Rhythm is key to the album. And far be it for Kumo to filch a tired JBs loop or an Amen Break for simple effect and cohesion. He certainly earns his keep by surgically doctoring fantastically bizarre and progressive frankenbeats, but their rough acclimation with the melodies and other textures makes for a difficult listen. And not just because it is, at its core, despite all its twisted pop leanings, avant-garde music. The drum pads, though certainly precise and affecting (read: disorienting), are the only major off-putting element of the disc, wherein the red hot rumba of a digital burlesque noir is too-often mixed like a standard pub rock drumkit, even if the kit contains unexpected found sounds. At other times, the percussion is too jaunty, like Kumo is scoring a heist film and Schmidt is dubbing a Fluxus short.
It’s not surprising then that the most successfully thrilling track of the album is its least rhythmic and least tonal work. “Umbilicus Clear” could be a few years too late for the forward-thinking Ambient 4: Isolationism compilation, but it’s an astounding slab of atmospheric tension, who initial beehive swarms of cacophonous noise metamorphize into slow-launching spaceships and, later, other hallucinatory ephemera.
“Umbilicus Clear” is a shorter, alternate take on the multi-houred audiovisual feast that comprises the album’s second disc, a DVD capture of a sound installation by Schmidt and Kumo called Flies, Guys and Choirs. It’s here where the two partners shine the most. Commissioned for the three-story foyer of London’s world famous Barbican Theatre, the piece was originally recorded on 16 audio channels to be parsed through 36 speakers (the DVD audio features a 5.1 surround sound to replicate the experience). The piece, intended to be more environmental than sensorial, is a massive extended din, a fluctuating “Aumgn”-style dirge of voices and insects (as the title implies), compelled by an assiduously striking bottomed-out bass as the piece’s heartbeat. The digital glitchery and tribal drums alternate between repetition and indeterminacy seemingly upon its own terms, but they’re mostly a fascinating trip set against the visual (though Schmidt assures us that the visuals were positioned against the soundtrack and not vice versa).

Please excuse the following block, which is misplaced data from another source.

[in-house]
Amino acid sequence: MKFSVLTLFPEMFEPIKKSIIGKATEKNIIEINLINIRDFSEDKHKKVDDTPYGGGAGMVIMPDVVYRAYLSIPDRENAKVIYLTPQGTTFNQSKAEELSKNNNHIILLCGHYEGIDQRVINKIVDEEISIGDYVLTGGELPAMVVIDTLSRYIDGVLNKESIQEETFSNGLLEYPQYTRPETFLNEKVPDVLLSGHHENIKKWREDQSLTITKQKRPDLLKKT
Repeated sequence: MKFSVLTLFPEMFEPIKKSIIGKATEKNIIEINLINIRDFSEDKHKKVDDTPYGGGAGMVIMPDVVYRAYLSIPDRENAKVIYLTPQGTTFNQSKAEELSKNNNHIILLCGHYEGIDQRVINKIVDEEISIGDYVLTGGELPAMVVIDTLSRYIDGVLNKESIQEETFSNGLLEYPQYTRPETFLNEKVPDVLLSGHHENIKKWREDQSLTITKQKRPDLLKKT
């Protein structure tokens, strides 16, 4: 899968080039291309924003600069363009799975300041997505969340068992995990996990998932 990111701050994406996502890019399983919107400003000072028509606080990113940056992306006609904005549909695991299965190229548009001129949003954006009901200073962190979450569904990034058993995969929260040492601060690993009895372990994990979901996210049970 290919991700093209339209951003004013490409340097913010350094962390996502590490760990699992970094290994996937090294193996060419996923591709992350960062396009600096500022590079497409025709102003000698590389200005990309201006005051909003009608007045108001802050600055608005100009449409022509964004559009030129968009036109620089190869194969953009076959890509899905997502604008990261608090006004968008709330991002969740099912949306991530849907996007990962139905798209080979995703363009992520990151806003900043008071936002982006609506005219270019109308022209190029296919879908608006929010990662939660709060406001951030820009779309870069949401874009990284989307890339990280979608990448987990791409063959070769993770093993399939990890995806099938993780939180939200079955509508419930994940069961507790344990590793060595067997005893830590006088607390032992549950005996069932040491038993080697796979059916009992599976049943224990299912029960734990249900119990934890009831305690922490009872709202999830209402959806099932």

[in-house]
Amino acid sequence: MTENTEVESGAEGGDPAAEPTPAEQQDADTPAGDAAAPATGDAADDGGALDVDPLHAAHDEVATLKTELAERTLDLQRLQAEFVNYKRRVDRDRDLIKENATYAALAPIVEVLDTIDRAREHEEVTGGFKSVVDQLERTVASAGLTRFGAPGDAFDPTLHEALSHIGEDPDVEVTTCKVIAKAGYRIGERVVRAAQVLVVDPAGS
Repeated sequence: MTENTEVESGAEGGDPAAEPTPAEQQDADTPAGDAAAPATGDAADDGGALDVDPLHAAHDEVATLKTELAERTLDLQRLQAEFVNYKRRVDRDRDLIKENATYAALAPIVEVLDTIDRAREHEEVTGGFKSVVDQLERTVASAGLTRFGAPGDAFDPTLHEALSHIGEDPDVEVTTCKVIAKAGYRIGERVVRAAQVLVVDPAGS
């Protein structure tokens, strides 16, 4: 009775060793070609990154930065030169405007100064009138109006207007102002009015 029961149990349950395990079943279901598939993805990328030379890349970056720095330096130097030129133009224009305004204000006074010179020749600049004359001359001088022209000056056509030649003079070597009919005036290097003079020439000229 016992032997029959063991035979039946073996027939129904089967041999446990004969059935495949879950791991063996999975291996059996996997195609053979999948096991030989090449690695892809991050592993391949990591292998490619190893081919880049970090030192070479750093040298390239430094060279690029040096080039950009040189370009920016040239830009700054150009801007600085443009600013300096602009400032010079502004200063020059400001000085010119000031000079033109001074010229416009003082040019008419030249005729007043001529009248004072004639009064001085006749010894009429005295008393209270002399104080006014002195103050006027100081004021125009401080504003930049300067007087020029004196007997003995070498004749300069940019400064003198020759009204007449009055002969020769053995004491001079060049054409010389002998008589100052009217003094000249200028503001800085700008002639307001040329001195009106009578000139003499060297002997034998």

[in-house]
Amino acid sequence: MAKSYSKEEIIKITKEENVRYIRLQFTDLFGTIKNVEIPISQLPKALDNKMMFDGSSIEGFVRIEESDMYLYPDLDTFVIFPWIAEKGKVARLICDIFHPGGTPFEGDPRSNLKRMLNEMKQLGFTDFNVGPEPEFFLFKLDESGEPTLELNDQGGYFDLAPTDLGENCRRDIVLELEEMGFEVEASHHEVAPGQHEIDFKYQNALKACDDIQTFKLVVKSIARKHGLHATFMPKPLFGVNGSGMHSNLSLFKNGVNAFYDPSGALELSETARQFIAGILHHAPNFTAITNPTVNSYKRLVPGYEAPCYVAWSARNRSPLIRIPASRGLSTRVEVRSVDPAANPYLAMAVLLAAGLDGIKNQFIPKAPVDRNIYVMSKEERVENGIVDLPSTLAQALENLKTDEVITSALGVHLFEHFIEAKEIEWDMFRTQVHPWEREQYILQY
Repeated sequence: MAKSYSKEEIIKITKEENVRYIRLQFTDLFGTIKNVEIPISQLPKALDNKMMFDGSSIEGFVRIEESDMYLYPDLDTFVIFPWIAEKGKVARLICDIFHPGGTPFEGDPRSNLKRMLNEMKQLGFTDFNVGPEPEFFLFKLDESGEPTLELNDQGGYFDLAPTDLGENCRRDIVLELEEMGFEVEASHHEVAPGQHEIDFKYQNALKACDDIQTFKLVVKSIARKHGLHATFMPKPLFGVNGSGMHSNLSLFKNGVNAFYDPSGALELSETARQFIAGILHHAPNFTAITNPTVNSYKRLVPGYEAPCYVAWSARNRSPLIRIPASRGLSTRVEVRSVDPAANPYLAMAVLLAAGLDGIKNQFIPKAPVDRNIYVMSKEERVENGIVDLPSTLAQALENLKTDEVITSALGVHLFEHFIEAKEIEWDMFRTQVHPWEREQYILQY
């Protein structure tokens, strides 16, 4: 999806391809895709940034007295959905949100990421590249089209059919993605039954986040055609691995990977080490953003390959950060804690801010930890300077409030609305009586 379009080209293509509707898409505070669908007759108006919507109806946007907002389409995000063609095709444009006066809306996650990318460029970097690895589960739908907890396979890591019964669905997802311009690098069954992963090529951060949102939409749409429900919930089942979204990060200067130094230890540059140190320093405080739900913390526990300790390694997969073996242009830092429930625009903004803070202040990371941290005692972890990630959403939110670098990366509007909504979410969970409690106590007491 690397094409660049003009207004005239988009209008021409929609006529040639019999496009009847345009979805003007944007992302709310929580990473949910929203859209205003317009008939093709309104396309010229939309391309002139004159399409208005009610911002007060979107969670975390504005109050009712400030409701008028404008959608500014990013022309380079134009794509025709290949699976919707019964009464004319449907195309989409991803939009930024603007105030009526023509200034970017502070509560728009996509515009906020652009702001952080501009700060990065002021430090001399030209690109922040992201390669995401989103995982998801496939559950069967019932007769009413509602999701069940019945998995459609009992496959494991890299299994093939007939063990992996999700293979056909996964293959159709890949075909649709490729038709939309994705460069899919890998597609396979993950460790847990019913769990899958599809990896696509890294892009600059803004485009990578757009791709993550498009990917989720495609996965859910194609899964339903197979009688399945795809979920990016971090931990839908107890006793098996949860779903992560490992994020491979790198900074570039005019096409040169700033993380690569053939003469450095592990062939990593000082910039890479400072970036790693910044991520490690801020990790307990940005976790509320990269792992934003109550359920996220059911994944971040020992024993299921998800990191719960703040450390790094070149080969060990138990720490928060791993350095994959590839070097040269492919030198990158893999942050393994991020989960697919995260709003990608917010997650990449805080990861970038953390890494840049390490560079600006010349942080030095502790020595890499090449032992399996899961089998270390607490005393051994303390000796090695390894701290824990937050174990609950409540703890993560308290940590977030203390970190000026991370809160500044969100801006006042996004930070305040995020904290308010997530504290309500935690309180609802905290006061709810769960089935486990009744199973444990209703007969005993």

The optics are comprised mostly of nature videos, “field recordings” if you will, that are as processed as the sounds themselves, sent through solarization filters, color embossers, and the like. The places it takes you are familiar yet foreign, like the psychedelic bus ride safari (accompanied by tribal drums) through a downtown urban area. The fauna of the industrial safari are represented by technologic sounds; bottleneck plinks, raygun glitchout fizzes, and various metallurgic snaps. It also seeks odd surrealist juxtapositions between natural settings, such as when a fish seems to unexpectedly swim across hazes of neon yellow and iridescent blue grass, a journey leading to the death and decay of the fish. Its carcass becomes the subject of incomprehensible chatter on the soundtrack as black lips fade in, the undecipherable flow of words soon accompanied by glowing larvae as both crawl out of the mouth. The installation often retracts from large-scale movements to the smallest of minutiae, like a faucet dripping in time with an echo, or the dew off an ant’s back. The soundtrack is similarly expansive, ripping through intense panels of hurricane noise and settling into celestial sires of harmonic electronics as well as distributing sparse, constrained Clicks n Cuts. Occasionally, recurring imagery is even treated with multiple soundtracks, for a different experience of the same occurrence.
At one point in the film, sheets of paper with mechanical drawings of clocks are drawn towards the camera, almost as if the reels were absorbing the concept of time, making it irrelevant in the process. At times, Axolotl Eyes and Flies, Guys and Choirs have the power to surrender your defenses to that kind of logic, allowing its droning repetitions to achieve a Cage-esque gravity, making the unexpected left-turns more pronounced and enthralling. At other times, you feel stuck in the post-temporal time vacuum, wondering if tomorrow, or today for that matter, will ever come. At 71 though, Schmidt still doesn’t seem to care though. He feels equally out-of-place in both, though not necessarilly out-of-touch or out-of-reach.